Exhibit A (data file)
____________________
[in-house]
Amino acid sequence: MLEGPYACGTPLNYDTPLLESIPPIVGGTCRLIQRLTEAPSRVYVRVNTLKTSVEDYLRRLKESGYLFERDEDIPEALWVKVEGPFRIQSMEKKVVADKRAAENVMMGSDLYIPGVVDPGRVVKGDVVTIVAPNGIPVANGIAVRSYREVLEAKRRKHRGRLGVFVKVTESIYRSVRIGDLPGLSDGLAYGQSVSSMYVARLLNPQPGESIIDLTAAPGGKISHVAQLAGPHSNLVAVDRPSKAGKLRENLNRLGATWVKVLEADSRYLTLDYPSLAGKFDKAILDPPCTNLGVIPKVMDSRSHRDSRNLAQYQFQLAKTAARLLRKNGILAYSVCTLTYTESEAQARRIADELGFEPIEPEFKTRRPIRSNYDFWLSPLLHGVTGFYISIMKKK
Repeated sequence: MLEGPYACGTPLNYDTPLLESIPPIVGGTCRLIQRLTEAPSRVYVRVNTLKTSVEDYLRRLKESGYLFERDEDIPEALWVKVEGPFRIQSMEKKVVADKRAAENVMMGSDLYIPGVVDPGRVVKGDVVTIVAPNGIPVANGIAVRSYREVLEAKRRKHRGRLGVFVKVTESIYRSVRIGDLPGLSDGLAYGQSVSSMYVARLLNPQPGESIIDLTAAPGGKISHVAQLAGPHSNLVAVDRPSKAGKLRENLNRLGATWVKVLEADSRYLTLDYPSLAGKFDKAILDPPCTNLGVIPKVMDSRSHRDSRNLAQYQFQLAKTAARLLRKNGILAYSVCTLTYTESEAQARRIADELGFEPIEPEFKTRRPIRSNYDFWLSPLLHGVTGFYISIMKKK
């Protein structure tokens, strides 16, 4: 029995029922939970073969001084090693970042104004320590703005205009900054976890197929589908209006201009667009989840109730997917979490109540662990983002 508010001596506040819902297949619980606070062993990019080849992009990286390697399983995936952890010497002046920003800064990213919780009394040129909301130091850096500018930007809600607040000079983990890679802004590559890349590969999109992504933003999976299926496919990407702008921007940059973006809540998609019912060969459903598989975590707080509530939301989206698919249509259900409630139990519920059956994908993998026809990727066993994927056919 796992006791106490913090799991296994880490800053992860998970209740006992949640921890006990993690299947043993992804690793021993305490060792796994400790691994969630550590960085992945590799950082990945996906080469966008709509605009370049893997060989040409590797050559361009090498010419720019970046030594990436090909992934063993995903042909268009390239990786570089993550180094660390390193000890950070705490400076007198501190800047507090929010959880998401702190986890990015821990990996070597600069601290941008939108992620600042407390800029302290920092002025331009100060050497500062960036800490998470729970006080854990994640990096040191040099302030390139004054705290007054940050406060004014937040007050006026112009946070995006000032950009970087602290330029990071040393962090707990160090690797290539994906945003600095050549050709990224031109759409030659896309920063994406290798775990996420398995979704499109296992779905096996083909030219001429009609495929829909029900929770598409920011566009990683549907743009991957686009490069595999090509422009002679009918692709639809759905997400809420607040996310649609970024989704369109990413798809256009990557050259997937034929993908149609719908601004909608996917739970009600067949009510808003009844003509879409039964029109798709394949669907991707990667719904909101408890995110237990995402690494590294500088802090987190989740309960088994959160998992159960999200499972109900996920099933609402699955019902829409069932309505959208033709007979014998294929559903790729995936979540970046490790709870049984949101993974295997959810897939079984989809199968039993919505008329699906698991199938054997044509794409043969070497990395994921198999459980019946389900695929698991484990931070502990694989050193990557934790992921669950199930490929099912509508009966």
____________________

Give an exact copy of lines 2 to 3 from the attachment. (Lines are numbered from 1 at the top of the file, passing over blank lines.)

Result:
Amino acid sequence: MLEGPYACGTPLNYDTPLLESIPPIVGGTCRLIQRLTEAPSRVYVRVNTLKTSVEDYLRRLKESGYLFERDEDIPEALWVKVEGPFRIQSMEKKVVADKRAAENVMMGSDLYIPGVVDPGRVVKGDVVTIVAPNGIPVANGIAVRSYREVLEAKRRKHRGRLGVFVKVTESIYRSVRIGDLPGLSDGLAYGQSVSSMYVARLLNPQPGESIIDLTAAPGGKISHVAQLAGPHSNLVAVDRPSKAGKLRENLNRLGATWVKVLEADSRYLTLDYPSLAGKFDKAILDPPCTNLGVIPKVMDSRSHRDSRNLAQYQFQLAKTAARLLRKNGILAYSVCTLTYTESEAQARRIADELGFEPIEPEFKTRRPIRSNYDFWLSPLLHGVTGFYISIMKKK
Repeated sequence: MLEGPYACGTPLNYDTPLLESIPPIVGGTCRLIQRLTEAPSRVYVRVNTLKTSVEDYLRRLKESGYLFERDEDIPEALWVKVEGPFRIQSMEKKVVADKRAAENVMMGSDLYIPGVVDPGRVVKGDVVTIVAPNGIPVANGIAVRSYREVLEAKRRKHRGRLGVFVKVTESIYRSVRIGDLPGLSDGLAYGQSVSSMYVARLLNPQPGESIIDLTAAPGGKISHVAQLAGPHSNLVAVDRPSKAGKLRENLNRLGATWVKVLEADSRYLTLDYPSLAGKFDKAILDPPCTNLGVIPKVMDSRSHRDSRNLAQYQFQLAKTAARLLRKNGILAYSVCTLTYTESEAQARRIADELGFEPIEPEFKTRRPIRSNYDFWLSPLLHGVTGFYISIMKKK